|Office hours: MW 2:00-3:00pm, 4:30-5:30pm|
The goal of this course is to investigate the relationship between algebra and computation. The course is designed to expose students (sophomore/junior cs and math majors) to algorithms used for symbolic computation, as well as to the concepts from modern algebra which are applied to the development of these algorithms. This course provides a hands-on introduction to many of the most important ideas used in symbolic mathematical computation, which involves sproving combinatorial identities, solving system of polynomial equations, analytic integration, and solving linear difference equations.
The appropriate use of computer algebra systems (Mathematica) to support the teaching and learning of mathematics, and in related assessments, is incorporated throughout the course. This includes the use of Mathematica to assist in the development of mathematical ideas and concepts, as well as a tool for analysis, problem-solving and modelling work.
The course covers the following topics:
Proving Combinatorial Identities
What do you get when you add a couple of math professors, a Roman Catholic nun, and a computer? Wilf and Zeilberger have shown that computers can prove a certain class of combinatorial identities instantly and infallibly.
A Gröbner basis for a system of polynomials possesses a property that the set of polynomials in a Gröbner basis have the same collection of roots as the original polynomials. Therefore, Gröbner bases are very useful for solving polynomial equations by elimination of variables.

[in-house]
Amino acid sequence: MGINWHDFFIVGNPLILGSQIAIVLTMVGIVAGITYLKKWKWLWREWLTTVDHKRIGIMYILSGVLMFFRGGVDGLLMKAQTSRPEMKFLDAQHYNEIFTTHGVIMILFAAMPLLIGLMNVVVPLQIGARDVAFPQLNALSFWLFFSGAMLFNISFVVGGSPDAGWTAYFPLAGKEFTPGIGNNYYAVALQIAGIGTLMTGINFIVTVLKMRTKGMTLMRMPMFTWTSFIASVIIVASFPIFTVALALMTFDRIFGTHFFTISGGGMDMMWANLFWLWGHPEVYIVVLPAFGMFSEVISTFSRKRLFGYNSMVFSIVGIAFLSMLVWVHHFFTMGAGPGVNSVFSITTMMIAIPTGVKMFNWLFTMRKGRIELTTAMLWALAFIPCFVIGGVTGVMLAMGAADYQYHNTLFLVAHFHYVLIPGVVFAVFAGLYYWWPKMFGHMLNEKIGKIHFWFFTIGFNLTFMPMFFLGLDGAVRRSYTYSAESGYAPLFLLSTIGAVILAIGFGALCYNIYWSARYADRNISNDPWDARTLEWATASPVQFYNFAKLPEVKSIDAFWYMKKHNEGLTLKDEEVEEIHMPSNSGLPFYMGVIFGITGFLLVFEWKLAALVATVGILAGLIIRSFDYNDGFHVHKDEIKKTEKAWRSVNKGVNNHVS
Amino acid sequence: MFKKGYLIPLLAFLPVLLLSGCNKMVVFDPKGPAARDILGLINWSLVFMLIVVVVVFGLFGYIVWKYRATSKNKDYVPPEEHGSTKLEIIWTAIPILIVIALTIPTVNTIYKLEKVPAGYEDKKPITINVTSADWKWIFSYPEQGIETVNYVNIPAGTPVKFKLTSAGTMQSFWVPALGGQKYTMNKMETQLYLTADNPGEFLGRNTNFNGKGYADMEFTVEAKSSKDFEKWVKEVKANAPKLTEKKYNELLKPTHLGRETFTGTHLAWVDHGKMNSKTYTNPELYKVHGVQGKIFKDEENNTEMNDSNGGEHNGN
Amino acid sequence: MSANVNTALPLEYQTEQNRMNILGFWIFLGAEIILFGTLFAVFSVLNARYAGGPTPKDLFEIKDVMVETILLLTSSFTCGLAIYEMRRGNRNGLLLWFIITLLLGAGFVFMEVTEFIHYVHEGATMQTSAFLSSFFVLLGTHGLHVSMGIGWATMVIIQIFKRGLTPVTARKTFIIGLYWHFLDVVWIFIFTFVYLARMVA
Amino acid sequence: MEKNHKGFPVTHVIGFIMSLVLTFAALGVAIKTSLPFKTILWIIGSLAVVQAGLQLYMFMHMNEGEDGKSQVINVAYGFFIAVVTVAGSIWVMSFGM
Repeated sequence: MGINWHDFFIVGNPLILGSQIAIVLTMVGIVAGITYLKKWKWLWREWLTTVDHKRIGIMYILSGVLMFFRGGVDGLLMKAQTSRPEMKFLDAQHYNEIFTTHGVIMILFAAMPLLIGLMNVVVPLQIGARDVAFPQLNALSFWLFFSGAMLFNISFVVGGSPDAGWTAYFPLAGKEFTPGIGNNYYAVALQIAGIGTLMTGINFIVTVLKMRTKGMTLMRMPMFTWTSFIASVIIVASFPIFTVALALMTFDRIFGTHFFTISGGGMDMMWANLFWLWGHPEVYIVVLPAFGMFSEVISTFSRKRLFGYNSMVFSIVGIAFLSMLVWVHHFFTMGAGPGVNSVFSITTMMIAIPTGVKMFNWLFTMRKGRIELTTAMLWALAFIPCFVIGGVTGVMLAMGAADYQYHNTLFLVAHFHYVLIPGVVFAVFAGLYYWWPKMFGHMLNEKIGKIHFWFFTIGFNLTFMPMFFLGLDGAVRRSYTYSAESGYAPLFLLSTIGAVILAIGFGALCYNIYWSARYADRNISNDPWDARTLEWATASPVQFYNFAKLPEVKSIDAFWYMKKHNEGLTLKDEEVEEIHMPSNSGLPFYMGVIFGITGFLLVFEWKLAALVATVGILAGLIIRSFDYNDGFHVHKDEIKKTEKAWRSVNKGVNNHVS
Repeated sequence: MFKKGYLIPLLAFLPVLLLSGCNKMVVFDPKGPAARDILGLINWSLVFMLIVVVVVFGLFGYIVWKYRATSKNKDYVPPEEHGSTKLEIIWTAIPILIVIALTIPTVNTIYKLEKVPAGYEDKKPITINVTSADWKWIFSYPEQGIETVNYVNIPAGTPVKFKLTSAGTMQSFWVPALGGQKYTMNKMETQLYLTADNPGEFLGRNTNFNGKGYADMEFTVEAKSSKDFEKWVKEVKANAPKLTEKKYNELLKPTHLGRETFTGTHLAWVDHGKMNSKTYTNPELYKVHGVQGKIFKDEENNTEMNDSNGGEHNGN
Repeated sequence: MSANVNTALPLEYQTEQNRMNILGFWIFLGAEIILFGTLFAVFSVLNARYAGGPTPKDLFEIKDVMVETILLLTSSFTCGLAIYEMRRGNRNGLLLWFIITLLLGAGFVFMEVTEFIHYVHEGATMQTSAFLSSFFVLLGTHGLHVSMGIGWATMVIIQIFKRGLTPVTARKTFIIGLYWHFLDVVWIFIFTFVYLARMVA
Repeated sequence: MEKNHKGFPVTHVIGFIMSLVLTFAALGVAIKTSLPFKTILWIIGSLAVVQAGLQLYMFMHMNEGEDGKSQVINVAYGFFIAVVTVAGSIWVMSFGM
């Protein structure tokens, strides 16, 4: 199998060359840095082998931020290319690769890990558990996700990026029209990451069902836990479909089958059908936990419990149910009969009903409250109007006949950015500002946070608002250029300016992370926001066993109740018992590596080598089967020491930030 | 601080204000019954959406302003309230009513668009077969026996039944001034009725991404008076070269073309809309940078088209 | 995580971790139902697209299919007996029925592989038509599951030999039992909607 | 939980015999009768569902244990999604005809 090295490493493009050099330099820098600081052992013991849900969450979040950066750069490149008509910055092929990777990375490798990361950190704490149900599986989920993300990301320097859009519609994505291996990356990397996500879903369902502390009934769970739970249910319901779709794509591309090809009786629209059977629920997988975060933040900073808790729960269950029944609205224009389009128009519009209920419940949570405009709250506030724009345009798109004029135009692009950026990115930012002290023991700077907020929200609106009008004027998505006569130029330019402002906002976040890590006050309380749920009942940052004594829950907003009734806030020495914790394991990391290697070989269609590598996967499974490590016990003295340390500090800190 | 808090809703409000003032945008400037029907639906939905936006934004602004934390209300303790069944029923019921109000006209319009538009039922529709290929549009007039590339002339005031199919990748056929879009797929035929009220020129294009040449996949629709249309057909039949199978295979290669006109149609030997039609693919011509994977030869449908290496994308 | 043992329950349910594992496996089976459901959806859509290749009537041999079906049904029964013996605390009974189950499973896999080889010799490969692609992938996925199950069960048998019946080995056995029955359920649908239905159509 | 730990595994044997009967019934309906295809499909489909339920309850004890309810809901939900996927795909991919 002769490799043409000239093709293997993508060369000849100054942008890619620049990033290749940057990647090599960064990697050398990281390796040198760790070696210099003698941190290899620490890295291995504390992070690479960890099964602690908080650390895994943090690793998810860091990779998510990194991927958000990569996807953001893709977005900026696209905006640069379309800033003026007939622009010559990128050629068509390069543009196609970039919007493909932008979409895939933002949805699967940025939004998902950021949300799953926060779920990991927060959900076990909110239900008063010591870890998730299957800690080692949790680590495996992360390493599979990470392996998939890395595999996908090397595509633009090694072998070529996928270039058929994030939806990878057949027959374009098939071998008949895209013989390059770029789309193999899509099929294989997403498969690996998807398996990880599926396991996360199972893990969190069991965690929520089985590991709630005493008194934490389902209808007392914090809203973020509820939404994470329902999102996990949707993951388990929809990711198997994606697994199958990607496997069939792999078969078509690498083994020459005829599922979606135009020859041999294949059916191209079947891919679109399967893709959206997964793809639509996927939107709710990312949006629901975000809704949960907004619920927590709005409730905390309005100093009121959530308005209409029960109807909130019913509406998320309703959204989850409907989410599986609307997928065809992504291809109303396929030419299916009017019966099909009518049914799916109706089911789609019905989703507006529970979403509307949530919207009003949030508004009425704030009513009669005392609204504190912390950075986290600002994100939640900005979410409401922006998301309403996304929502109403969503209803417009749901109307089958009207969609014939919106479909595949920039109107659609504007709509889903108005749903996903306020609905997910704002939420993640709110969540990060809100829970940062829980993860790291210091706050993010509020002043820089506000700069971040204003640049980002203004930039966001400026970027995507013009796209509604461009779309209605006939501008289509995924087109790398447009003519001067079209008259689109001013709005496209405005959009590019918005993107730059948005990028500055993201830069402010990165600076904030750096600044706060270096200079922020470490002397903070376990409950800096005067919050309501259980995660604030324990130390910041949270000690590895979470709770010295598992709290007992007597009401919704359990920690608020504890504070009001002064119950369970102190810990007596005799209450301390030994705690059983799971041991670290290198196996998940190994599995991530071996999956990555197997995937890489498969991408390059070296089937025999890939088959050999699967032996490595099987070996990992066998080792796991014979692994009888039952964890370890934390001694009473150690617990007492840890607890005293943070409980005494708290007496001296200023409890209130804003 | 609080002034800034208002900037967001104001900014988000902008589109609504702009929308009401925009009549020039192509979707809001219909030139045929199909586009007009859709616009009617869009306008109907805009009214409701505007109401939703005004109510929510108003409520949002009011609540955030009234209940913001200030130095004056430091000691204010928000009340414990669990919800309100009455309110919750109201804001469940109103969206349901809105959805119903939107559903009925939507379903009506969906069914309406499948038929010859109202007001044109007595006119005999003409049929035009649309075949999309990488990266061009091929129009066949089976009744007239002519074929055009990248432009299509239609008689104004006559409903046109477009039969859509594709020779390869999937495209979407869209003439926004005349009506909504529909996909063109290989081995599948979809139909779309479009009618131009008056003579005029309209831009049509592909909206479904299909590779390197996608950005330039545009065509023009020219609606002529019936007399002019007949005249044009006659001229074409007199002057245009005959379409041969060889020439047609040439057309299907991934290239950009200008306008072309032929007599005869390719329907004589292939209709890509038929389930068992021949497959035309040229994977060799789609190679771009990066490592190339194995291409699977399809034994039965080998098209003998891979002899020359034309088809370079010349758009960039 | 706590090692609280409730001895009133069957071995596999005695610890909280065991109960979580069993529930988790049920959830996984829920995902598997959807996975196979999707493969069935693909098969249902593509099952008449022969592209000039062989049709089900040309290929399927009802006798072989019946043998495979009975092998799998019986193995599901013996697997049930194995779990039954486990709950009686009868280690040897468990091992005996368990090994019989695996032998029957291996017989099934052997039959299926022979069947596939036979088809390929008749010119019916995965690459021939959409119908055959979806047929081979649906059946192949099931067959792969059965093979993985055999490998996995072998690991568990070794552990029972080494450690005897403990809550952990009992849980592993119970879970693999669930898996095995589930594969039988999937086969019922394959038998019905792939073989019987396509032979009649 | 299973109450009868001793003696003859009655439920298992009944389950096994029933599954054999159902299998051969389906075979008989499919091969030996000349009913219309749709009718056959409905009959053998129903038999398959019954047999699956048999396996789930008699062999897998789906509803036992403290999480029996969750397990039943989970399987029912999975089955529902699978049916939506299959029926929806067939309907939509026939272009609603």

We will describe algorithms to the problem of indefnite integration in finite terms. While the problem was formulated and studied by Abel and Liouville, only within the last 20 years the practical algorithms have been developed and implemented in the major computer algebra systems.
We will start with an introduction to experimental mathematics and what it is role in modern applied mathematics. We will cover a few modern tools, techniques and algorithms including inverse symbolic calculator and lattice basis reduction algorithm.
understanding major algorithms of symbolic computation
understanding some algorithms of experimental mathematics
understanding main ideas of a computer-asisted proof
understanding major algorithms for automated proving combinatorial identities
understanding Groebner bases algorithms in the context of automated theorem provers
understanding major tools for experimental mathematics and their use in modelling and discovery mathematical results
Assignments: There will be several written assignments during the semester. All students have to write these up individually. No late days are given except individual requests.
Exams: There will be three midterm exams. (no final exam-!)
|Please send corrections to Victor
Computer Science Department,
Carnegie Mellon University, Pittsburgh, PA.